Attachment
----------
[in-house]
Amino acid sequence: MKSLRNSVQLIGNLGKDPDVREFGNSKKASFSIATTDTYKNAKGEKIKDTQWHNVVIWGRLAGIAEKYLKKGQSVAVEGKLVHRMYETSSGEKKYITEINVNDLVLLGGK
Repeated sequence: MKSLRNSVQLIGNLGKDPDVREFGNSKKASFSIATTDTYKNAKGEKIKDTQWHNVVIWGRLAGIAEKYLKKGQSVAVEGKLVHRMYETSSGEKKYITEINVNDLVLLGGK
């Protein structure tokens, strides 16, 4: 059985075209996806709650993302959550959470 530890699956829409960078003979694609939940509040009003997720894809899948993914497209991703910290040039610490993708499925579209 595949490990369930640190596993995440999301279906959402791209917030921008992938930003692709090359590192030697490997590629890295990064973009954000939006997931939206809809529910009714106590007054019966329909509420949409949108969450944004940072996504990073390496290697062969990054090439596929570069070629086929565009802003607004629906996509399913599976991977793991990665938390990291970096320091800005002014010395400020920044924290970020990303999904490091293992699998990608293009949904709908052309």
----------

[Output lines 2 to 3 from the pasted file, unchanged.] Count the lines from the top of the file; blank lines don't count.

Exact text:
Amino acid sequence: MKSLRNSVQLIGNLGKDPDVREFGNSKKASFSIATTDTYKNAKGEKIKDTQWHNVVIWGRLAGIAEKYLKKGQSVAVEGKLVHRMYETSSGEKKYITEINVNDLVLLGGK
Repeated sequence: MKSLRNSVQLIGNLGKDPDVREFGNSKKASFSIATTDTYKNAKGEKIKDTQWHNVVIWGRLAGIAEKYLKKGQSVAVEGKLVHRMYETSSGEKKYITEINVNDLVLLGGK